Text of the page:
ROMANTICISM
 
England in 1819: Peterloo and Shelley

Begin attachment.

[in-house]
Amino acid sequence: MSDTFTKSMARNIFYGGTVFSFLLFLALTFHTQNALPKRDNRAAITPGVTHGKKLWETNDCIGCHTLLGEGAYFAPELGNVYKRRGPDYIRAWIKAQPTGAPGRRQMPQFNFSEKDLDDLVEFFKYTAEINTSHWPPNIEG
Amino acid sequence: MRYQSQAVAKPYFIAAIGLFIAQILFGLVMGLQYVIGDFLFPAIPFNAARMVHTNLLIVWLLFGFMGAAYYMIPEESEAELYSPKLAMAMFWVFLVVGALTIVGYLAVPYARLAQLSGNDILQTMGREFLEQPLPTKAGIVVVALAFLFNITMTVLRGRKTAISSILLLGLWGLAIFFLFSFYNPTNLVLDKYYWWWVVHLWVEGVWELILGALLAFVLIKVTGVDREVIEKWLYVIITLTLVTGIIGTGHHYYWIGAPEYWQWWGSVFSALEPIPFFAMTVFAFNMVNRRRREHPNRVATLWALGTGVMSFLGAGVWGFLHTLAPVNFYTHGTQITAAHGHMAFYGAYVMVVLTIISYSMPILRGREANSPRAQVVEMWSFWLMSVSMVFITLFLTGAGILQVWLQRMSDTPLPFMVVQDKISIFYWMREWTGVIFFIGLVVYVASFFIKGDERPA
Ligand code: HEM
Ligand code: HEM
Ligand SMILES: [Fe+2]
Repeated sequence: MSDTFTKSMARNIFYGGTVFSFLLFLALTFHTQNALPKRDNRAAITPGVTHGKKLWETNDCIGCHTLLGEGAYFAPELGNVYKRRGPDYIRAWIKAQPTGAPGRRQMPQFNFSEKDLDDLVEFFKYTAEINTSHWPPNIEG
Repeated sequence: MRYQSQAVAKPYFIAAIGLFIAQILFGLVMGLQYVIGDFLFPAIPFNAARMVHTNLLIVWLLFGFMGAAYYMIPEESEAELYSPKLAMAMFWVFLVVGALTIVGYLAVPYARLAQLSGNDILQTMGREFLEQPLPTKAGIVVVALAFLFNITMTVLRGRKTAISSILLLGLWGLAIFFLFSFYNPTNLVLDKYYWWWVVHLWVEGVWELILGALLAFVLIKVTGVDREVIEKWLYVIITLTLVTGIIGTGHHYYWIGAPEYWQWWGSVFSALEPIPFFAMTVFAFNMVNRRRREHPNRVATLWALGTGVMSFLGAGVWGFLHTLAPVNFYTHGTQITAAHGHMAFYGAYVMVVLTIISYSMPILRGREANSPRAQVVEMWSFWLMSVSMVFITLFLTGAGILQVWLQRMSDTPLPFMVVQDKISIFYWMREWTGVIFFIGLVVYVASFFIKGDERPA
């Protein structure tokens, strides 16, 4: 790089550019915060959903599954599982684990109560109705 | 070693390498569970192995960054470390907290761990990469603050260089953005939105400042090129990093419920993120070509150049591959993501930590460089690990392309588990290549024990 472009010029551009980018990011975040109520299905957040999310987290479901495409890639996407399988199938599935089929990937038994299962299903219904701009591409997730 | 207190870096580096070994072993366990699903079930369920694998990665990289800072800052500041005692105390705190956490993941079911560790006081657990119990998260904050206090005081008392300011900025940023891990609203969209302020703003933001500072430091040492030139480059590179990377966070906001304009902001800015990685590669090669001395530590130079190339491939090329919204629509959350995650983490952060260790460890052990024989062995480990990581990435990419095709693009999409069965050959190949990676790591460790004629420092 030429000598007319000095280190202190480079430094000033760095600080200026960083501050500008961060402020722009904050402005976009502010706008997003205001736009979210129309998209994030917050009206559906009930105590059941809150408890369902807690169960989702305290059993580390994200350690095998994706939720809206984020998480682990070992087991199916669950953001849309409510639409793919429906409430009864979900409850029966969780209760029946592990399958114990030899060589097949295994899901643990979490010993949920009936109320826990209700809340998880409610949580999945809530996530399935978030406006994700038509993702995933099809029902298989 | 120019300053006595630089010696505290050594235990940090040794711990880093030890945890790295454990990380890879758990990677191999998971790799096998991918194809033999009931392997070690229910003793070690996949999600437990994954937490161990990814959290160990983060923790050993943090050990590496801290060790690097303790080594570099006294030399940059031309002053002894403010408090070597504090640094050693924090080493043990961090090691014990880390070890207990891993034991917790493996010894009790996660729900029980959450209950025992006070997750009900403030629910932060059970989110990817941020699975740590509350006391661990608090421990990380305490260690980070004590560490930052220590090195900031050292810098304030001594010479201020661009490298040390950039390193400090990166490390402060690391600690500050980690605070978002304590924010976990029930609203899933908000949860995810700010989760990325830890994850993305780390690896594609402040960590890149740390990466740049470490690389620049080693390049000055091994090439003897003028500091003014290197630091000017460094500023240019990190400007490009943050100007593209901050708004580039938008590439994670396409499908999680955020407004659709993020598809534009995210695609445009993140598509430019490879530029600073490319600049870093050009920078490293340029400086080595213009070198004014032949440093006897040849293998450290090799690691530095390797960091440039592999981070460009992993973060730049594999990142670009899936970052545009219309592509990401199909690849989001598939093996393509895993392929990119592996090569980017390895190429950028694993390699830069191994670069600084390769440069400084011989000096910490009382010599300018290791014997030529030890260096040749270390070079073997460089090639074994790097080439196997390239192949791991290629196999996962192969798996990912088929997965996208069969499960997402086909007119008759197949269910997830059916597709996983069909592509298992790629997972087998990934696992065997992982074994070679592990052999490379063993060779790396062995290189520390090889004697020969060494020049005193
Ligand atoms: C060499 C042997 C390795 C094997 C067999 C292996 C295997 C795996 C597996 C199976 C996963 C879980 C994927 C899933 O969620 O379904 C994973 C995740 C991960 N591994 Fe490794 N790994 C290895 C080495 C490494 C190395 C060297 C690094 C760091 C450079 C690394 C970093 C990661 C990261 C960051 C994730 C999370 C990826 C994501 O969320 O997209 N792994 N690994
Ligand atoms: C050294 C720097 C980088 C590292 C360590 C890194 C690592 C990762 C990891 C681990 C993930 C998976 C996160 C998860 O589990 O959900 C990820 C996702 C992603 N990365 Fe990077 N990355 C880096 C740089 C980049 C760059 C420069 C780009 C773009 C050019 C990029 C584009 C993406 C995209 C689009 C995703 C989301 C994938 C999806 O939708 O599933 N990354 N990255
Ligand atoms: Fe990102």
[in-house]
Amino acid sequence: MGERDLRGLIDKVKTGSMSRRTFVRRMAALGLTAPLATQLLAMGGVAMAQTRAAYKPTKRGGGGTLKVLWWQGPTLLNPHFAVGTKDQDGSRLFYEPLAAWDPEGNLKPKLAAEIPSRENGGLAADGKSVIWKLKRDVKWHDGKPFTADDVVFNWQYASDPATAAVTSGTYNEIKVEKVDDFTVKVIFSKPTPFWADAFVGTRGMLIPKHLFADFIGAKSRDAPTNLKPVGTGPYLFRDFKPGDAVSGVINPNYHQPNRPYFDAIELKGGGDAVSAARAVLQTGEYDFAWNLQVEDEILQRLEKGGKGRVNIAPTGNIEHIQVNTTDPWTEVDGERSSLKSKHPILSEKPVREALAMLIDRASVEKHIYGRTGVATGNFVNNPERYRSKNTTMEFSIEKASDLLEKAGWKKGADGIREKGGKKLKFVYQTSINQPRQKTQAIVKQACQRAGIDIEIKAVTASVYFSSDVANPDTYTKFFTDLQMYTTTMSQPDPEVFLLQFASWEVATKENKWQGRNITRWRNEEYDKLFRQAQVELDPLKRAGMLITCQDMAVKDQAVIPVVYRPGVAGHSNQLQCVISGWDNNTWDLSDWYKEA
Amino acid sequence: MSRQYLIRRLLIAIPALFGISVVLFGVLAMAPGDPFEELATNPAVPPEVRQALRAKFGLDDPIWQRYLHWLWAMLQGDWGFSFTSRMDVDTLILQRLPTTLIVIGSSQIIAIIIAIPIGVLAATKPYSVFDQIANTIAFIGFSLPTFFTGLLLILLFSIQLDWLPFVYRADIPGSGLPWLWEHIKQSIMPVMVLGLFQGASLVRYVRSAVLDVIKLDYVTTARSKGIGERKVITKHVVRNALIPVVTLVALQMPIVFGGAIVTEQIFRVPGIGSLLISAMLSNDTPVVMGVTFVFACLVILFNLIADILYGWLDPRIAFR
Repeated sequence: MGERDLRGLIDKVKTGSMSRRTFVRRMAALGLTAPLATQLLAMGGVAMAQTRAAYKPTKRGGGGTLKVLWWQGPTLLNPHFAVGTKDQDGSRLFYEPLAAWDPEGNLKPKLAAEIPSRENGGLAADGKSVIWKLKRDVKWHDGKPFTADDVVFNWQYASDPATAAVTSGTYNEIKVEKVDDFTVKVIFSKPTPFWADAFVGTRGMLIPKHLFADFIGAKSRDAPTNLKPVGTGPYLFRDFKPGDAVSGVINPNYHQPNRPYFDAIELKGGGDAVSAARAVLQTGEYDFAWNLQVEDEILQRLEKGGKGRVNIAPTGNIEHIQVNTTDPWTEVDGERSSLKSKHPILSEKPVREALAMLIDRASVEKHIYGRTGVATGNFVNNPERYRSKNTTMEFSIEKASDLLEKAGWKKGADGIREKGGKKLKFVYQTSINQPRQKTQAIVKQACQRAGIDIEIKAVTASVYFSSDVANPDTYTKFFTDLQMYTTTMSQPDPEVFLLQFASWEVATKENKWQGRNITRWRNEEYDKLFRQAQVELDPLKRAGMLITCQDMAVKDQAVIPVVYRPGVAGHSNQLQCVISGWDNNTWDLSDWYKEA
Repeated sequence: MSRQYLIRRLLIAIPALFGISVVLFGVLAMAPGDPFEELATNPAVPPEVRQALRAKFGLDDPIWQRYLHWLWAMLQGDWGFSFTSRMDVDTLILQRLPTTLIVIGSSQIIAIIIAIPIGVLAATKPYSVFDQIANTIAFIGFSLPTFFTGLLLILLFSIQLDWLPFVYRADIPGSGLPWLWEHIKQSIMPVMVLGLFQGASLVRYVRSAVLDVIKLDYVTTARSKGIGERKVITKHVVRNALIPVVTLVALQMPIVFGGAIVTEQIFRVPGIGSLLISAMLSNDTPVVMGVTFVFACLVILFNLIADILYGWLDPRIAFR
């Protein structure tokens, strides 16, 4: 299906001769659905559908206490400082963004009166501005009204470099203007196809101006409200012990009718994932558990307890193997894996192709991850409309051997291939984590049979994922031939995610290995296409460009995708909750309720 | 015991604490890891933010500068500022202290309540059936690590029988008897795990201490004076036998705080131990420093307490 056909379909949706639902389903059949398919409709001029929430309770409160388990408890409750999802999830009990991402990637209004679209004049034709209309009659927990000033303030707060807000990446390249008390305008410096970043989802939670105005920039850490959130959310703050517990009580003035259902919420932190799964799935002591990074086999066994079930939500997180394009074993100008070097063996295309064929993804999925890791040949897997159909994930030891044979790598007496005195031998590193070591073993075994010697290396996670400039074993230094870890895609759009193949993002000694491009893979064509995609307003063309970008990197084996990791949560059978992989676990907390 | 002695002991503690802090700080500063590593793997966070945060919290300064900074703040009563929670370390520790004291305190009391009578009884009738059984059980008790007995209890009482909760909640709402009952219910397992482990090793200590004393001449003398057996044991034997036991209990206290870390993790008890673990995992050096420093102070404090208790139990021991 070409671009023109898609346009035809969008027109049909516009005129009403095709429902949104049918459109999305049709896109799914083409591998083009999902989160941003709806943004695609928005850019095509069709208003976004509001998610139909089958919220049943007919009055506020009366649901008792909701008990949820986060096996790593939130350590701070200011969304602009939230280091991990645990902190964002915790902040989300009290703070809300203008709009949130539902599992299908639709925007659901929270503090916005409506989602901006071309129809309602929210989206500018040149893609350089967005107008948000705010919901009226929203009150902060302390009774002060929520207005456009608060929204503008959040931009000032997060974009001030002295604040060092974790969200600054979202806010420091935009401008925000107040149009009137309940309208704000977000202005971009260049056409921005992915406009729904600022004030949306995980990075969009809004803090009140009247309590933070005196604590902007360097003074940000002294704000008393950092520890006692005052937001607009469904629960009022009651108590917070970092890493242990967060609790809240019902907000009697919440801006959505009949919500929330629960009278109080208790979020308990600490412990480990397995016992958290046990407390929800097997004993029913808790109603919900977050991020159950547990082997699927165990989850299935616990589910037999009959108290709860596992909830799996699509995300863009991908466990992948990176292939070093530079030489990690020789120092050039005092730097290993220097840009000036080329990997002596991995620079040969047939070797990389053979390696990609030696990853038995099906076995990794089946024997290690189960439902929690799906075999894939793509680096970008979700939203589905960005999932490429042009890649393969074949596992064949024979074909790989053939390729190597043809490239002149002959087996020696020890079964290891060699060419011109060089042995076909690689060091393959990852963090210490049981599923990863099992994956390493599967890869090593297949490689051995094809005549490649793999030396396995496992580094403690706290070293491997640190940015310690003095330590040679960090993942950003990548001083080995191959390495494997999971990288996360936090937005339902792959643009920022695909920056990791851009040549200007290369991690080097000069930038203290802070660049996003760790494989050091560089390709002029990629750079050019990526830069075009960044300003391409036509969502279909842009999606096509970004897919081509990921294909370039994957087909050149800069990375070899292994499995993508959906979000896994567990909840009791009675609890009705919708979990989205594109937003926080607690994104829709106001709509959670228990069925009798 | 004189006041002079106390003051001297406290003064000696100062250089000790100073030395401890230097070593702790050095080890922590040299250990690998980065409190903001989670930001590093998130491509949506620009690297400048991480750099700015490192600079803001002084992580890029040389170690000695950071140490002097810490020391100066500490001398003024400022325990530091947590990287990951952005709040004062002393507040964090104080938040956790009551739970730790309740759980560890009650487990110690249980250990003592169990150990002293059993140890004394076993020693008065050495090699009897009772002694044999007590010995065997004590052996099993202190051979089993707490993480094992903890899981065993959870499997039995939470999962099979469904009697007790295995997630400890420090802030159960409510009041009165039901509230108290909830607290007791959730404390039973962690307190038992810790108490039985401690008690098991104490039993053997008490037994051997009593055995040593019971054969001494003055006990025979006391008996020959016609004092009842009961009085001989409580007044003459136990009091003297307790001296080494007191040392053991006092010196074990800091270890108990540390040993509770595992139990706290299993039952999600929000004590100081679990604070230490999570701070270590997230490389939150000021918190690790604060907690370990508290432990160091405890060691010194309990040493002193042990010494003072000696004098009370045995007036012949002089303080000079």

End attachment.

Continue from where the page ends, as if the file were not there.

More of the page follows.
1819 is remembered as the year of Peterloo in British history. Peterloo was the worst massacre of unarmed civilians committed by the government in modern Britain. 1819 was also “a miraculous year” for the Romantic poets such as Shelley, Byron, and Keats because it was during this year that they composed or published a lot of their major poems: Prometheus Unbound, “Ode to the West” by Shelley, the first two cantos of Don Juan by Byron, and his famous odes and “The Eve of St. Agnes” by Keats. This paper is an attempt to explain why the year 1819 became such a decisive moment in the political history of modern Britain as well as in the movement of British romanticism. My argument is that it was basically the same Zeitgeist of the 1810s that gave rise to both occurrences. It was “the spirit of age” of that decade defined by Hazlitt as “the progress of intellectual refinement, warring with our natural infirmities.” John Stuart Mill redefined it a few years later, in Patrick Story’s phrases, as “a transitional process of fearful conflict between the tide of progressive expectations reawakened by international peace, and the opposing reaction of ‘existing institutions’,” which I think is more useful for me to collocate Peterloo and the prolificacy of the romantic poets in a historically significant manner. There has been no serious objection among historians to E. P. Thomson’s view that Peterloo was “a formative experience” in the history of modern Britain. Peterloo, then, is the most indubitable expression of the “fearful conflict” between the “progressive expectations” and “the opposing reaction” in the 1810s. Shelley, in this context, is making an ideal case of poetically embodying the ‘spirit’ of the year 1819 since he composed “The Mask of Anarchy” and “A Philosophical View of Reform” right after Peterloo as a reaction to the unprecedented government brutality from a reformer’s point of view. In this paper, I analyse those two works to illuminate Shelley’s earnest commitment to the cause of the British reform movement of the 1810s.

 

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